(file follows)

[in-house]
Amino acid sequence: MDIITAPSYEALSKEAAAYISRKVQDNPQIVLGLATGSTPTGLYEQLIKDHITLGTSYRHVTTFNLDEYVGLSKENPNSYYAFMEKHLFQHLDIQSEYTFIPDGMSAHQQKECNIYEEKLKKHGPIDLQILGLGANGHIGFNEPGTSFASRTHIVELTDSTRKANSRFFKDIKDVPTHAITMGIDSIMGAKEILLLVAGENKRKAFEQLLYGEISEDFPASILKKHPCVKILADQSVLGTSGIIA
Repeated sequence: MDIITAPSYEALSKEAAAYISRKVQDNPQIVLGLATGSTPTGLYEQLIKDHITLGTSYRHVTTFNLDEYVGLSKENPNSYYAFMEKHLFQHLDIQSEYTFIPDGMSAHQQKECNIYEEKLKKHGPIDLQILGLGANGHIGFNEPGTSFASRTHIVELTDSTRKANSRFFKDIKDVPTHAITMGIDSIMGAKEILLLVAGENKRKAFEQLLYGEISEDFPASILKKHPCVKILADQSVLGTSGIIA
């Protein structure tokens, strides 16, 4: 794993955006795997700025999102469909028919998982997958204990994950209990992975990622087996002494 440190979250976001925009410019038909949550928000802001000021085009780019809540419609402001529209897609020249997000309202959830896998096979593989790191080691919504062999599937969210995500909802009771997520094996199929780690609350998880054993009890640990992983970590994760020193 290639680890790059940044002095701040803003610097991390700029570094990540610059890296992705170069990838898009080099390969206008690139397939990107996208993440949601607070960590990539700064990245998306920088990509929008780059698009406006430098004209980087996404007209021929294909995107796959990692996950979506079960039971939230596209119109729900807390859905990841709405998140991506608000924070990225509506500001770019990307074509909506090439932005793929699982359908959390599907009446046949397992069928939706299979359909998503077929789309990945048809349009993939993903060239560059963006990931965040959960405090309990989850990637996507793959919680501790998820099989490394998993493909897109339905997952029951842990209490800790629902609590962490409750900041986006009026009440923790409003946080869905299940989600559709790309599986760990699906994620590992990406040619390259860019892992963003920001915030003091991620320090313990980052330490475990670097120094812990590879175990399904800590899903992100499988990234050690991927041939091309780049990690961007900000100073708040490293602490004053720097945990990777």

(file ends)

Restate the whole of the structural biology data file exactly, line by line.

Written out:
[in-house]
Amino acid sequence: MDIITAPSYEALSKEAAAYISRKVQDNPQIVLGLATGSTPTGLYEQLIKDHITLGTSYRHVTTFNLDEYVGLSKENPNSYYAFMEKHLFQHLDIQSEYTFIPDGMSAHQQKECNIYEEKLKKHGPIDLQILGLGANGHIGFNEPGTSFASRTHIVELTDSTRKANSRFFKDIKDVPTHAITMGIDSIMGAKEILLLVAGENKRKAFEQLLYGEISEDFPASILKKHPCVKILADQSVLGTSGIIA
Repeated sequence: MDIITAPSYEALSKEAAAYISRKVQDNPQIVLGLATGSTPTGLYEQLIKDHITLGTSYRHVTTFNLDEYVGLSKENPNSYYAFMEKHLFQHLDIQSEYTFIPDGMSAHQQKECNIYEEKLKKHGPIDLQILGLGANGHIGFNEPGTSFASRTHIVELTDSTRKANSRFFKDIKDVPTHAITMGIDSIMGAKEILLLVAGENKRKAFEQLLYGEISEDFPASILKKHPCVKILADQSVLGTSGIIA
């Protein structure tokens, strides 16, 4: 794993955006795997700025999102469909028919998982997958204990994950209990992975990622087996002494 440190979250976001925009410019038909949550928000802001000021085009780019809540419609402001529209897609020249997000309202959830896998096979593989790191080691919504062999599937969210995500909802009771997520094996199929780690609350998880054993009890640990992983970590994760020193 290639680890790059940044002095701040803003610097991390700029570094990540610059890296992705170069990838898009080099390969206008690139397939990107996208993440949601607070960590990539700064990245998306920088990509929008780059698009406006430098004209980087996404007209021929294909995107796959990692996950979506079960039971939230596209119109729900807390859905990841709405998140991506608000924070990225509506500001770019990307074509909506090439932005793929699982359908959390599907009446046949397992069928939706299979359909998503077929789309990945048809349009993939993903060239560059963006990931965040959960405090309990989850990637996507793959919680501790998820099989490394998993493909897109339905997952029951842990209490800790629902609590962490409750900041986006009026009440923790409003946080869905299940989600559709790309599986760990699906994620590992990406040619390259860019892992963003920001915030003091991620320090313990980052330490475990670097120094812990590879175990399904800590899903992100499988990234050690991927041939091309780049990690961007900000100073708040490293602490004053720097945990990777």